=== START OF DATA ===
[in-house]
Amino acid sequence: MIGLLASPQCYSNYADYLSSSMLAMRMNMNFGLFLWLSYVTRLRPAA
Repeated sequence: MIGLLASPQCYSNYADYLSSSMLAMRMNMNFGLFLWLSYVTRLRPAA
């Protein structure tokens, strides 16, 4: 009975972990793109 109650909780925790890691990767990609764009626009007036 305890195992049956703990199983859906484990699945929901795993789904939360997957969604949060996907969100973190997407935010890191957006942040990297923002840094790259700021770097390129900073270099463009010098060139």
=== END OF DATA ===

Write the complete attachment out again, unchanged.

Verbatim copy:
[in-house]
Amino acid sequence: MIGLLASPQCYSNYADYLSSSMLAMRMNMNFGLFLWLSYVTRLRPAA
Repeated sequence: MIGLLASPQCYSNYADYLSSSMLAMRMNMNFGLFLWLSYVTRLRPAA
């Protein structure tokens, strides 16, 4: 009975972990793109 109650909780925790890691990767990609764009626009007036 305890195992049956703990199983859906484990699945929901795993789904939360997957969604949060996907969100973190997407935010890191957006942040990297923002840094790259700021770097390129900073270099463009010098060139």